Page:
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Primark reports recent trading "ahead of expectations"

Tom Shearsmith
10 December 2021

Primark owner Associated British Foods (ABF) has reported that trading has been better than expected over the last three months, despite problems at ports and on roads.

In an update at ABF's Annual General Meeting today, Chairman Michael McLintock said: "Primark trading year to date has been ahead of expectations with improved like-for-like sales compared to the fourth quarter of our last financial year. We are managing disruption in our supply chain by prioritising products most in demand with the support of our logistics providers for whom we are a very important customer. We have stock cover on the vast majority of lines for the important Christmas trading period.

"Primark margin year to date has been ahead of expectations. Looking ahead we currently expect Primark sales to be significantly better than sales in the comparable period in the last financial year, from December 2020 to April 2021, when the estate was largely closed."

Since the year end Primark has opened two new stores, one in Spain and one in, Italy, bringing its total estate to a milestone of 400 stores, trading from 17 million sq ft.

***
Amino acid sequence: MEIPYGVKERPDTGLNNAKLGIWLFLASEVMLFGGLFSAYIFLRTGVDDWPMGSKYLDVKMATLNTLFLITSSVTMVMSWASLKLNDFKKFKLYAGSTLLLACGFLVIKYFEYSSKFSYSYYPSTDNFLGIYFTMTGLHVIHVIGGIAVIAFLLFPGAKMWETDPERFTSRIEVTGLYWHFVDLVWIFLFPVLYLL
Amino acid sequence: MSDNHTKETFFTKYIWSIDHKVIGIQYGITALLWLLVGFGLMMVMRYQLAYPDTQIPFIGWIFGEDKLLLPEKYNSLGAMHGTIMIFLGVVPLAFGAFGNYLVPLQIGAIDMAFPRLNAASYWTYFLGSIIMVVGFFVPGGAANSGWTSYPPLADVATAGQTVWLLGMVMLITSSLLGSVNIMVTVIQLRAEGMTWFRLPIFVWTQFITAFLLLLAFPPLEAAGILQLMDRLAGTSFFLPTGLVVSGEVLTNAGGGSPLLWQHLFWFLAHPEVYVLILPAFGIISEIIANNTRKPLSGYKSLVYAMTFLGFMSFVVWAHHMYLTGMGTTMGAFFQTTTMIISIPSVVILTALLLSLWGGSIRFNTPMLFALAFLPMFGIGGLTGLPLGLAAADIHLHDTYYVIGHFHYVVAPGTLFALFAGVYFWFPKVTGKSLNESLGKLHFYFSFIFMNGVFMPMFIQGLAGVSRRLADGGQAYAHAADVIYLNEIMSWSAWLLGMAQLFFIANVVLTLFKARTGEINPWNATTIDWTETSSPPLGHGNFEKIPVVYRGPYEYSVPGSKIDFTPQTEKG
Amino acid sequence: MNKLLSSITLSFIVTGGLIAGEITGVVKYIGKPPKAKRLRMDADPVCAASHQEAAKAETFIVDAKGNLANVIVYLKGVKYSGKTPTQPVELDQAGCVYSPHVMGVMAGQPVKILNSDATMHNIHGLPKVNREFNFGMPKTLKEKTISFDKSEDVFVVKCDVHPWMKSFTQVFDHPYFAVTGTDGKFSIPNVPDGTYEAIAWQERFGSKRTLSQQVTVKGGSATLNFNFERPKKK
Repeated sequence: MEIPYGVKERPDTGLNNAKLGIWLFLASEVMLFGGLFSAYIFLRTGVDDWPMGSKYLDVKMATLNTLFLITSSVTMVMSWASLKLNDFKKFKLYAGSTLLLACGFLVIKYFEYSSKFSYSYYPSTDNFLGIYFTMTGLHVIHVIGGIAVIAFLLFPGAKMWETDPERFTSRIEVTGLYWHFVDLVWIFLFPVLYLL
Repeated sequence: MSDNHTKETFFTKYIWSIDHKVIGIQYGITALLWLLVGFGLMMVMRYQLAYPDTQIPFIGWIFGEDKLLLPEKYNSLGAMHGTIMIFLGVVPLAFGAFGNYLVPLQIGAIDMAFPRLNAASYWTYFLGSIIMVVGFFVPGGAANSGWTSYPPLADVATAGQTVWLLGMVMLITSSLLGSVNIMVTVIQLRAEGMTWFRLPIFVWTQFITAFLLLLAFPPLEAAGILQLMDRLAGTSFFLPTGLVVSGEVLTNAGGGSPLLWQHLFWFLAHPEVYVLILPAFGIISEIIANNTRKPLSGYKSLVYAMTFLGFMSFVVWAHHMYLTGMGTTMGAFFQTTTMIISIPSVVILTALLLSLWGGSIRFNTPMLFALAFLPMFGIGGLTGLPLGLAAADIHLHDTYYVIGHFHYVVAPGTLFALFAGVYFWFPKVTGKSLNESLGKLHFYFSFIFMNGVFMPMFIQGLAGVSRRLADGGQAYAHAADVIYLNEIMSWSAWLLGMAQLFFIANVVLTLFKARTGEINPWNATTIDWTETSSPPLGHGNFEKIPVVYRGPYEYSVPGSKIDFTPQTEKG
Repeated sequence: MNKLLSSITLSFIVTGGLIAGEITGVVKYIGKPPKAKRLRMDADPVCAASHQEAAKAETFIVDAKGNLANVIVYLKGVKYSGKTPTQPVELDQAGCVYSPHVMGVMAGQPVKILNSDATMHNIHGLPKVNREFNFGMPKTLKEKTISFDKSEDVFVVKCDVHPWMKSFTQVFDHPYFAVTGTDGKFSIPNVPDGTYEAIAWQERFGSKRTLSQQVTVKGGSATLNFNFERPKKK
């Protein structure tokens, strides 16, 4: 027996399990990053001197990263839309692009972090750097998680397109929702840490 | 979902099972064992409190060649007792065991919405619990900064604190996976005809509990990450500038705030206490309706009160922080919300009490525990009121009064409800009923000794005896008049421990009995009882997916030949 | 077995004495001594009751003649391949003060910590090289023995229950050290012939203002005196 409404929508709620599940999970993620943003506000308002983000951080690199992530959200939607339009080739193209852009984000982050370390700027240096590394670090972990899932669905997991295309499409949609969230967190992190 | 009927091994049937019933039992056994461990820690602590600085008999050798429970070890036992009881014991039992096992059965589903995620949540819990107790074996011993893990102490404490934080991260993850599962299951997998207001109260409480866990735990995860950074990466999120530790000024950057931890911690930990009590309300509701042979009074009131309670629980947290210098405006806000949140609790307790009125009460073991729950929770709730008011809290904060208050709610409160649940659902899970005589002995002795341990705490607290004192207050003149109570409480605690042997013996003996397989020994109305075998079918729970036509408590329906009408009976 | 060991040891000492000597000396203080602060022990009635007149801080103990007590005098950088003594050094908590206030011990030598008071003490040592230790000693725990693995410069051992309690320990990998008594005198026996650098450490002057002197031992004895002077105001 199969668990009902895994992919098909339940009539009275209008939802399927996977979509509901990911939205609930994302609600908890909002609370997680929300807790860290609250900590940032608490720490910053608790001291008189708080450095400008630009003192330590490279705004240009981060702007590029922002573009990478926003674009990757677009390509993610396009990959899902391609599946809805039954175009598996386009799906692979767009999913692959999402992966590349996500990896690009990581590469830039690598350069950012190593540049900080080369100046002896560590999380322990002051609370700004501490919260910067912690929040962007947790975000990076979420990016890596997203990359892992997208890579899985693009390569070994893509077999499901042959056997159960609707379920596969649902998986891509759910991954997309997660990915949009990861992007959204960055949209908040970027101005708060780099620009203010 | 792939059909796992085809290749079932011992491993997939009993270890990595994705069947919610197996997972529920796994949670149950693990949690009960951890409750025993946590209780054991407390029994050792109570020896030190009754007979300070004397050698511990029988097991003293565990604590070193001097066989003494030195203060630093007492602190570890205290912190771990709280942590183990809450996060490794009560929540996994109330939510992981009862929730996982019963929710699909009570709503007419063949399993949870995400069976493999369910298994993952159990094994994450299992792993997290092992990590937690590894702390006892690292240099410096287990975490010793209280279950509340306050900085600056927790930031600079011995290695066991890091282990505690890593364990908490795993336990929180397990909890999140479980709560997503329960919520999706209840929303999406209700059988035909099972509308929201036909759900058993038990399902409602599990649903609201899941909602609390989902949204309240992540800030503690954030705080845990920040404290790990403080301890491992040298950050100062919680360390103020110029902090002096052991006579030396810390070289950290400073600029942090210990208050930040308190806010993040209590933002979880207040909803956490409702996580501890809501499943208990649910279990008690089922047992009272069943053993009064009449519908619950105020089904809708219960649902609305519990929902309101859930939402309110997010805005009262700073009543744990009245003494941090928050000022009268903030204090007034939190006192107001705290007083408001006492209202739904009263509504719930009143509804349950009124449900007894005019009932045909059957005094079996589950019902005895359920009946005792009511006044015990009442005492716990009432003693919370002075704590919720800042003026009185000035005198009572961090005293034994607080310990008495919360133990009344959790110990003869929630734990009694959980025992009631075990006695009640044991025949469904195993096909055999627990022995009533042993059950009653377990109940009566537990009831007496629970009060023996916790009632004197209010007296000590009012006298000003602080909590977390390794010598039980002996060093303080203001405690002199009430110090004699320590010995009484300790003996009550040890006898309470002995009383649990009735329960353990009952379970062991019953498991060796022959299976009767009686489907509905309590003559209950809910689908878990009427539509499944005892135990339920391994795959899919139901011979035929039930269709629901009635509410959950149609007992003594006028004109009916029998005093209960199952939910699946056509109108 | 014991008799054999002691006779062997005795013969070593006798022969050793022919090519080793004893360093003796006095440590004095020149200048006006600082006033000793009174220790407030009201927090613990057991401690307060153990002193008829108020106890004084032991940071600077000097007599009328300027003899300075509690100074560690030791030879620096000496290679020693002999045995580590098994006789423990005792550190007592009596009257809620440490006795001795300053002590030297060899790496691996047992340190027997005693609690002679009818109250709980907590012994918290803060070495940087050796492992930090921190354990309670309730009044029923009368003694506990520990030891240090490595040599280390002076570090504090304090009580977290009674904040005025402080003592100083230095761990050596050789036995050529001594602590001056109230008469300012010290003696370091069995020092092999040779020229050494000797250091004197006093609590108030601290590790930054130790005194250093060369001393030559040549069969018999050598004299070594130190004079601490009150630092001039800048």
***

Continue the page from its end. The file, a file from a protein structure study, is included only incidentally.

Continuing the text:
Recent worries over the new COVID-19 variant have however brought some consequences. Primark stores in the Netherlands have been hit by restrictions in trading hours, in Germany customers need vaccine passes, while its five shops in Austria have all closed.

But in the months ahead things are unlikely to get worse than they were at the same time last year, when most of the chain’s shops were closed. Between December 2021 and April 2022 sales are expected to be “significantly better” than in the same period a year earlier.

The business also has several other wings, including grocery, sugar, ingredients and agriculture; these have all traded in line with expectations since the start of the financial year in September.

“We have seen an escalation in the cost of energy, logistics and commodities and we have been implementing plans to offset these through operational cost savings and, where necessary, the implementation of price increases.” McLintock added.

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